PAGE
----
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This Man's Life: The popularity contest of Irish funerals and porn stars in Venice

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‘To the solemn graves, near a lonely cemetery’, goes the line by the poet Baudelaire, ‘my heart like a muffled drum is beating funeral marches’ (Stock picture)

‘To the solemn graves, near a lonely cemetery’, goes the line by the poet Baudelaire, ‘my heart like a muffled drum is beating funeral marches’ (Stock picture)

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‘To the solemn graves, near a lonely cemetery’, goes the line by the poet Baudelaire, ‘my heart like a muffled drum is beating funeral marches’ (Stock picture)

'To the solemn graves, near a lonely cemetery', goes the line by the poet Baudelaire, 'my heart like a muffled drum is beating funeral marches'.

I visited my parents' grave the other day in their lonely cemetery. It was a lovely sunny day.

In the distant corner of the cemetery I noticed what appeared to be a funeral with a large number of people.

I began to imagine how popular that person going into his or her final resting place must have been to get so many people to a funeral. On the way home I started to ponder possibly the grimmest of imponderables: the size of the crowd at your funeral will be largely decided by the weather on the day.

A more profound wisdom later came to me: that the temptation in all to be liked by everyone in life is a big mistake.

Furthermore, as comedian Frank Skinner once pointed out on this subject: "You should be true to your cause, go for life, don't be tentative and remember that the people who you love and who you care for, how many of their funerals would you go to if it was really chucking it down?"

I was wise enough not to bring up this subject with my wife over dinner later that night.

Nor was I unwise enough to reveal the subject matter of the book I am half-reading at the moment: a pronounced and self-possessed fear of emotional commitment.

In The Dying Animal Philip Roth makes the contentious point (which I am at pains here to say I completely disagree with) that heterosexual romantic relationships are somehow "pathology in its purest form".

Roth goes on to say that falling in love is an unhealthy obsession. What's so wrong with falling in love? I hear the whole world ask. Let Philip Roth tell you.

Roth, who doesn't so much sugar-coat his theories as bash his readers over the head with a few blunt sentences, writes in The Dying Animal: "People think that in falling in love they make themselves whole? The Platonic union of souls? I think otherwise. I think you're whole before you begin. And the love fractures you. You're whole, and then you're cracked open."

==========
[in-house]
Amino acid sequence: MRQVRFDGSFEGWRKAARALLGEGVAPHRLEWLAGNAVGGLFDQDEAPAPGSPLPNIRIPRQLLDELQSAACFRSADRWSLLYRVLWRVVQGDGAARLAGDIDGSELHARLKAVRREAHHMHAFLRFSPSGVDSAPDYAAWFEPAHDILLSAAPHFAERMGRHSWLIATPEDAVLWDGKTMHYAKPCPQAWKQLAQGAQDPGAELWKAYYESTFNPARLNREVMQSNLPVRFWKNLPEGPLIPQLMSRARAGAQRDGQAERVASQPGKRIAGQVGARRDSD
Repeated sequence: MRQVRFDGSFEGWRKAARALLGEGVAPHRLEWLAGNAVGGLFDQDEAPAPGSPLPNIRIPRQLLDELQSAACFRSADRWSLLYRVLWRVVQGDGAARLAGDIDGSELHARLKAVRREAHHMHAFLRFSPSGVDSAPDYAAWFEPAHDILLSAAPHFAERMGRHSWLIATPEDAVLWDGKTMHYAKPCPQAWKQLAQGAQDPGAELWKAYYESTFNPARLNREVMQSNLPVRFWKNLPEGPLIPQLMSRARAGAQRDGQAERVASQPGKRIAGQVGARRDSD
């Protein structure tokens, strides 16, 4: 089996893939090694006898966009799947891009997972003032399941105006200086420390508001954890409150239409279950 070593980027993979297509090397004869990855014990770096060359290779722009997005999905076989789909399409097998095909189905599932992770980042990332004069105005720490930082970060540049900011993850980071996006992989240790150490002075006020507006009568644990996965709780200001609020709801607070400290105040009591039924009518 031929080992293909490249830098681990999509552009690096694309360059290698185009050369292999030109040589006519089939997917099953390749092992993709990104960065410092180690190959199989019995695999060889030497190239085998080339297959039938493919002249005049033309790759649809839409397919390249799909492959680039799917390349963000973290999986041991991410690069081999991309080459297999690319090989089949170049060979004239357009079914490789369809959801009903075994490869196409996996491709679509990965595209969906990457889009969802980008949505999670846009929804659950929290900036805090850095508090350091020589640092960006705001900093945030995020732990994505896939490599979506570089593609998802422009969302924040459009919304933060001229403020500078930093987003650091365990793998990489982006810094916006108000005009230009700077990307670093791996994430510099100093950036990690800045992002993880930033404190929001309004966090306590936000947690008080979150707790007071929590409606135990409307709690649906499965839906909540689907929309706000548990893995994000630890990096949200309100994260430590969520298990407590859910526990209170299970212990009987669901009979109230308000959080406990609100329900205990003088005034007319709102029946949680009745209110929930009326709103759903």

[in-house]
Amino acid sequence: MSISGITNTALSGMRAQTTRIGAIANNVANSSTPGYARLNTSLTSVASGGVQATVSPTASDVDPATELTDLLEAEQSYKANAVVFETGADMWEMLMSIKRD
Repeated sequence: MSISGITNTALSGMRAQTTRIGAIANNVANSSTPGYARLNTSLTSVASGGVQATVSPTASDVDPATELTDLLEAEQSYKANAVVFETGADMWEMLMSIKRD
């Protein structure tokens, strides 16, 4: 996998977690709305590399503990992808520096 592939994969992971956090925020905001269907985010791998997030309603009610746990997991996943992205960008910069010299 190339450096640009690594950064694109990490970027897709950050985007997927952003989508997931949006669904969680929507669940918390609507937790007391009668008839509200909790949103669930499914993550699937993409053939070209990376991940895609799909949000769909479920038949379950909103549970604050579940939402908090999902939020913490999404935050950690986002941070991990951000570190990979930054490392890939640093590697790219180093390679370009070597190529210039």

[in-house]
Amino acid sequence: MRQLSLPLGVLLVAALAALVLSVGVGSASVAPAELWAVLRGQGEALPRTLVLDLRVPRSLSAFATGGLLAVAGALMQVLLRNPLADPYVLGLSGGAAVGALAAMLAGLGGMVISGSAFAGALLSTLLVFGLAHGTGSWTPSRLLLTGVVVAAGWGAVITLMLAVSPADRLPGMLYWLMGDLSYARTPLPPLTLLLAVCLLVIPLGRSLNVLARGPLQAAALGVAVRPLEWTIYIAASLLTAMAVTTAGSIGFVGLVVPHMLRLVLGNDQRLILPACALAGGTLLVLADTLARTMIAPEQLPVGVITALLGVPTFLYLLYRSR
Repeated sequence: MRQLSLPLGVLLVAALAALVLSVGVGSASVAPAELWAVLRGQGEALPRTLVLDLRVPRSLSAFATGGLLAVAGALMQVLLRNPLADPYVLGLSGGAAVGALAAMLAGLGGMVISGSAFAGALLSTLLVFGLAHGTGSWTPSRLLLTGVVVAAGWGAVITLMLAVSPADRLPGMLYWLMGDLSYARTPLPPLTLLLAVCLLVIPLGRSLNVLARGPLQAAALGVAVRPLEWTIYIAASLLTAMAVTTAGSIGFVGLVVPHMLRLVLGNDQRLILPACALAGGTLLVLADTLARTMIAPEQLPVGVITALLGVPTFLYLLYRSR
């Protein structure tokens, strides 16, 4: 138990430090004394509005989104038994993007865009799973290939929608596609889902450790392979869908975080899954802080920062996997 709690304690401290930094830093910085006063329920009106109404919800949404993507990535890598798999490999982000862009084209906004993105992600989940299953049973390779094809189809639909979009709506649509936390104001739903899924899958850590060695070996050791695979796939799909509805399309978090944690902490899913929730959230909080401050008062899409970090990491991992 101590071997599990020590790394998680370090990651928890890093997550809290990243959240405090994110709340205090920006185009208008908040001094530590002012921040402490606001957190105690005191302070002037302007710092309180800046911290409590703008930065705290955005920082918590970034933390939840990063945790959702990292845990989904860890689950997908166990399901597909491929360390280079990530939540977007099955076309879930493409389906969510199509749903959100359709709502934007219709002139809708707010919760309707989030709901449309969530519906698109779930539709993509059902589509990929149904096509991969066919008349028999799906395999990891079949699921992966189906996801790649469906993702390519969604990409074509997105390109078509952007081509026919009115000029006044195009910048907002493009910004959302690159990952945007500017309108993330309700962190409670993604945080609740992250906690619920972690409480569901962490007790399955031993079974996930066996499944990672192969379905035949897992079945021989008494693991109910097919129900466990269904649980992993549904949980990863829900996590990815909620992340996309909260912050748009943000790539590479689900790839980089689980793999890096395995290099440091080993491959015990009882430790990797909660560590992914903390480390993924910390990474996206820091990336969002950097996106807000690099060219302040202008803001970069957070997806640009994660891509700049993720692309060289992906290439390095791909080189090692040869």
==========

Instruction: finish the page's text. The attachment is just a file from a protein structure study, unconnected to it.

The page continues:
I think my wife would have cracked me over the head with something blunt - and deservedly so - if I had mentioned this last bit, however much I disagreed wholeheartedly with the theory.

So Aoife, can I just say I love you.

*******

The Irish media is full to bursting currently with articles about going to Amerikay to meet a certain tasteless politician. I have my own tale of going off somewhere foreign to meet a tasteless politician...

July, 1990, a five-star hotel, Venice, Italy: me and porn-star-turned-top-politician La Cicciolina shared some intimate moments over spag bol and wine. That month, my lunch companion had stood naked outside the Italian parliament with radioactive artichokes as a protest against Chernobyl.

Why couldn't Ali Hewson or Adi Roche have thought of that?

The elected representative had offered to sleep with Saddam Hussein in return for hostages in the first Gulf War. Her political slogans included "Vote for a Green from the Red Light District".

"The Pope very big problem, he say make sex not for pleasure but for make children. I say make sex not only for procreation but for pleasure.

"Every day, many, many children in India who have nothing to eat, die and the Pope say no contraception," she said.

La Cicciolina was more animated now than - possibly, or possibly not - at any time in her whole movie career. "We have very many problems in Italy with Catholic Church," she told me. "We have many hypocrisies."

I pointed out to her that we have many hypocrisies with the Catholic Church in Ireland, too.

An iconoclast in its purest distillation, Cicciolina was Alice Glenn on acid: her policy on nuclear energy, she told me, "was to make love under a warm sun". She could have done wonders for the Dail. "I fight for sexual freedom, for education on AIDS..." As Peter Popham tongue-in-cheekily noted in the Indy, "she was a missionary for the new society". (Emphasis on missionary.)

I asked La Cicciolina if being a politician was more fun than being a porn star?

"Yes," she smiled. "My English isn't very good but sometimes people in parliament is more pornographic than my work was pornographic." This, of course, is very true.

Would La Cicciolina really have had sex with Saddam Hussein?

She didn't push me in the Grand Canal. Instead, La Cicciolina chortled and said: "Yes. It was because of the hostages. But I don't think I would like to make many love with him."

Nor Le Trump either.

Sunday Independent